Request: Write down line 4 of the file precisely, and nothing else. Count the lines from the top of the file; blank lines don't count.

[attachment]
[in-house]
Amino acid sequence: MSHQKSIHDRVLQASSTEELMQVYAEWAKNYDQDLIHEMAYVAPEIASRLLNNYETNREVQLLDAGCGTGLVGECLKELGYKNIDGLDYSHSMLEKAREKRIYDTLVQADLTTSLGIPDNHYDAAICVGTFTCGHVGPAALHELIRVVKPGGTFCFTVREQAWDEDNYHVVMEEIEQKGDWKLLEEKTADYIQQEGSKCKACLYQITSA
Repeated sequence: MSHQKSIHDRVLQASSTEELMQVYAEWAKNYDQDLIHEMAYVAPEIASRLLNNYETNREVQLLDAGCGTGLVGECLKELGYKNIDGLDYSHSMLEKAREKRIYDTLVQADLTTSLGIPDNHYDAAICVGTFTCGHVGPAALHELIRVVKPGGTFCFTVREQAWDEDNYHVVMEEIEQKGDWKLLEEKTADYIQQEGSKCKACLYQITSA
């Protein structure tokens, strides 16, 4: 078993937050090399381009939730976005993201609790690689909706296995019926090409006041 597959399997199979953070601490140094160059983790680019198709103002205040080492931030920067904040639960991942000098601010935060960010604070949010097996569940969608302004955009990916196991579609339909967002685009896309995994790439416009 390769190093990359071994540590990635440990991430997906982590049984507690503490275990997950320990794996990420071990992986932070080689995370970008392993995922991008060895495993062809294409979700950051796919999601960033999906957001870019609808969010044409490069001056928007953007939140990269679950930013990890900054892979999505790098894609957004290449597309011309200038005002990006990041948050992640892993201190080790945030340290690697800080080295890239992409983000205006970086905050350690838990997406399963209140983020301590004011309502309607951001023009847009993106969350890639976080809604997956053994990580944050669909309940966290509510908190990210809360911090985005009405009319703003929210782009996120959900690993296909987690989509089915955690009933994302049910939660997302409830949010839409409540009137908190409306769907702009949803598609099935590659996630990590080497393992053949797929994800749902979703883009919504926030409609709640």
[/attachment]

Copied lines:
């Protein structure tokens, strides 16, 4: 078993937050090399381009939730976005993201609790690689909706296995019926090409006041 597959399997199979953070601490140094160059983790680019198709103002205040080492931030920067904040639960991942000098601010935060960010604070949010097996569940969608302004955009990916196991579609339909967002685009896309995994790439416009 390769190093990359071994540590990635440990991430997906982590049984507690503490275990997950320990794996990420071990992986932070080689995370970008392993995922991008060895495993062809294409979700950051796919999601960033999906957001870019609808969010044409490069001056928007953007939140990269679950930013990890900054892979999505790098894609957004290449597309011309200038005002990006990041948050992640892993201190080790945030340290690697800080080295890239992409983000205006970086905050350690838990997406399963209140983020301590004011309502309607951001023009847009993106969350890639976080809604997956053994990580944050669909309940966290509510908190990210809360911090985005009405009319703003929210782009996120959900690993296909987690989509089915955690009933994302049910939660997302409830949010839409409540009137908190409306769907702009949803598609099935590659996630990590080497393992053949797929994800749902979703883009919504926030409609709640």